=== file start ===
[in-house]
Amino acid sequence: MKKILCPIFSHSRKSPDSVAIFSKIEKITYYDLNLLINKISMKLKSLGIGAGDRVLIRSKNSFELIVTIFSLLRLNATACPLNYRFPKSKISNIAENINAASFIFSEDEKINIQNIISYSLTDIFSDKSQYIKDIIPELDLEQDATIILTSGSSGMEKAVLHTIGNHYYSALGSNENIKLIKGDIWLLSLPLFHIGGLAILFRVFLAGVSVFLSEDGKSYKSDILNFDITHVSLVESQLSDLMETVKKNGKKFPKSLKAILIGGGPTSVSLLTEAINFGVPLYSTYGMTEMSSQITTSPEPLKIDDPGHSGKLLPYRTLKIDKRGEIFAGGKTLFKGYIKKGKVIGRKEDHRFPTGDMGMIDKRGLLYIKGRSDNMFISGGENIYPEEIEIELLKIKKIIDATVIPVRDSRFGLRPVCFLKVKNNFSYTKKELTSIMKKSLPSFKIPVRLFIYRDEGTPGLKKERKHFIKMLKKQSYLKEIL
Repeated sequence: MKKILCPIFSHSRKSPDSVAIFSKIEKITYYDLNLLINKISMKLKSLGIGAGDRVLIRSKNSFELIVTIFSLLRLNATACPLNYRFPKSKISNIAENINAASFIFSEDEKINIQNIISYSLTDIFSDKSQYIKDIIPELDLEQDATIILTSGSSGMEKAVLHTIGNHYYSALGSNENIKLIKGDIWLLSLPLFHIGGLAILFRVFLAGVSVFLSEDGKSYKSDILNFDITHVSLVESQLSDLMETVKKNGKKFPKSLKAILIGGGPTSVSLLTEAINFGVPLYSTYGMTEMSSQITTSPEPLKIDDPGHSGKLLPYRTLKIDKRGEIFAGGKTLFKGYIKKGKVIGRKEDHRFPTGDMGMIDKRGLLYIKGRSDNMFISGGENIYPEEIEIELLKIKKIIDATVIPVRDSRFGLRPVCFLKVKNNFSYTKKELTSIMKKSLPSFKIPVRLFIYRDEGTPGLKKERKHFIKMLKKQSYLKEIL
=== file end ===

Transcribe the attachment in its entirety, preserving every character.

[in-house]
Amino acid sequence: MKKILCPIFSHSRKSPDSVAIFSKIEKITYYDLNLLINKISMKLKSLGIGAGDRVLIRSKNSFELIVTIFSLLRLNATACPLNYRFPKSKISNIAENINAASFIFSEDEKINIQNIISYSLTDIFSDKSQYIKDIIPELDLEQDATIILTSGSSGMEKAVLHTIGNHYYSALGSNENIKLIKGDIWLLSLPLFHIGGLAILFRVFLAGVSVFLSEDGKSYKSDILNFDITHVSLVESQLSDLMETVKKNGKKFPKSLKAILIGGGPTSVSLLTEAINFGVPLYSTYGMTEMSSQITTSPEPLKIDDPGHSGKLLPYRTLKIDKRGEIFAGGKTLFKGYIKKGKVIGRKEDHRFPTGDMGMIDKRGLLYIKGRSDNMFISGGENIYPEEIEIELLKIKKIIDATVIPVRDSRFGLRPVCFLKVKNNFSYTKKELTSIMKKSLPSFKIPVRLFIYRDEGTPGLKKERKHFIKMLKKQSYLKEIL
Repeated sequence: MKKILCPIFSHSRKSPDSVAIFSKIEKITYYDLNLLINKISMKLKSLGIGAGDRVLIRSKNSFELIVTIFSLLRLNATACPLNYRFPKSKISNIAENINAASFIFSEDEKINIQNIISYSLTDIFSDKSQYIKDIIPELDLEQDATIILTSGSSGMEKAVLHTIGNHYYSALGSNENIKLIKGDIWLLSLPLFHIGGLAILFRVFLAGVSVFLSEDGKSYKSDILNFDITHVSLVESQLSDLMETVKKNGKKFPKSLKAILIGGGPTSVSLLTEAINFGVPLYSTYGMTEMSSQITTSPEPLKIDDPGHSGKLLPYRTLKIDKRGEIFAGGKTLFKGYIKKGKVIGRKEDHRFPTGDMGMIDKRGLLYIKGRSDNMFISGGENIYPEEIEIELLKIKKIIDATVIPVRDSRFGLRPVCFLKVKNNFSYTKKELTSIMKKSLPSFKIPVRLFIYRDEGTPGLKKERKHFIKMLKKQSYLKEIL